London, April 5 (IANS) The COVID-19 lockdowns globally have not only made air breathable or rivers clean but have also resulted in the way our Earth moves, as researchers now report a drop in seismic noise (the hum of vibrations in the planets crust) because transport networks, real estate and other human activities have been shut down.
According an article in the journal Nature, efforts to curb the spread of coronavirus mean that the planet itself is moving a little less, which could "allow detectors to spot smaller earthquakes and boost efforts to monitor volcanic activity and other seismic events".
Vibrations caused by moving vehicles and industrial machinery produce background noise, which reduces seismologists' ability to detect other signals occurring at the same frequency.
"A noise reduction of this magnitude is usually only experienced briefly around Christmas," said Thomas Lecocq, a seismologist with the Royal Observatory of Belgium in Brussels which has observed the drop in seismic noise.
Data from a seismometer at the observatory show that measures to curb the spread of COVID-19 in Brussels caused human-induced seismic noise to fall by about one-third.
In Belgium, scientists report at least a 30 per cent reduction in that amount of ambient human noise since lockdown began there.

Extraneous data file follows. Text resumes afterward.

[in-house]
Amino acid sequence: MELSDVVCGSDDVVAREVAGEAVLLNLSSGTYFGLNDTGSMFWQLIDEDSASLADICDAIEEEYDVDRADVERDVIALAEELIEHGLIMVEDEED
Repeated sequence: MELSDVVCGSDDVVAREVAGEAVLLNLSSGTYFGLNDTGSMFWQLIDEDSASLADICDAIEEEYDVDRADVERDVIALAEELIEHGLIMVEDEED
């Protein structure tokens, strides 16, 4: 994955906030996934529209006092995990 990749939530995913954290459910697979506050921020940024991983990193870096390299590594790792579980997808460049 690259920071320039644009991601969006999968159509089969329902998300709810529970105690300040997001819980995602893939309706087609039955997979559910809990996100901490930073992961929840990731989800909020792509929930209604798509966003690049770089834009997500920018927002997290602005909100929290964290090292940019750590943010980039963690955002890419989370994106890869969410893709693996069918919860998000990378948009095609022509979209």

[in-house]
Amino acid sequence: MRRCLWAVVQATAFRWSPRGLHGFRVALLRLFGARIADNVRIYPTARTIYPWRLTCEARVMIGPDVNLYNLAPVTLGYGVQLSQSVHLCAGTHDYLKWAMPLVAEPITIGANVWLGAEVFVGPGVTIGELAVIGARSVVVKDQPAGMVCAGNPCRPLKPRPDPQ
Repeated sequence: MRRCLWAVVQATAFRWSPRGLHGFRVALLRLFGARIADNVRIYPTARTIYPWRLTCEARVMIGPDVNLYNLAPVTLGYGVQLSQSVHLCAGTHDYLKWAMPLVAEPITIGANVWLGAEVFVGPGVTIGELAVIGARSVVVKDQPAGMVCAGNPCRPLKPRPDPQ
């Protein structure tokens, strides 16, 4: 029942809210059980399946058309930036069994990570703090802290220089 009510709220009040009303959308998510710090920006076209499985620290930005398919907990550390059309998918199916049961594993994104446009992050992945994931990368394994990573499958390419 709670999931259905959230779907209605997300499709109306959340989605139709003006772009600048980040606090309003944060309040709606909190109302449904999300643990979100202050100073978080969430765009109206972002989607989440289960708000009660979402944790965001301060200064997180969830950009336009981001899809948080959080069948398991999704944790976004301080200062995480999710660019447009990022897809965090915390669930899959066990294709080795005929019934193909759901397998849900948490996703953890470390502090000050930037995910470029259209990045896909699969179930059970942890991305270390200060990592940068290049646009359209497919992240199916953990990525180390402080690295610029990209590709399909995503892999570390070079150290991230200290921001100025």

The current drop has boosted the sensitivity of the observatory's equipment, improving its ability to detect waves in the same high frequency range as the noise, said the Nature article.
However, not all seismic monitoring stations will see an effect as pronounced as the one observed in Brussels.
According to Emily Wolin, a geologist at the US Geological Survey in Albuquerque, New Mexico, many stations are purposefully located in remote areas to avoid human noise.
"These should see a smaller decrease, or no change at all, in the level of high-frequency noise they record," she was quoted as saying.
The fall in noise could also benefit seismologists who use naturally occurring background vibrations, such as those from crashing ocean waves, to probe Earth's crust.
A fall in human-induced noise could boost the sensitivity of detectors to natural waves at similar frequencies
"There's a big chance indeed it could lead to better measurements," said Lecocq.
The reduction in seismic activity, like reduction in air pollution, also show that people are adhering to social distancing guidelines.
"From the seismological point of view, we can motivate people to say, 'OK look, people. You feel like you're alone at home, but we can tell you that everyone is home. Everyone is doing the same. Everyone is respecting the rules,'" Lecocq told CNN.
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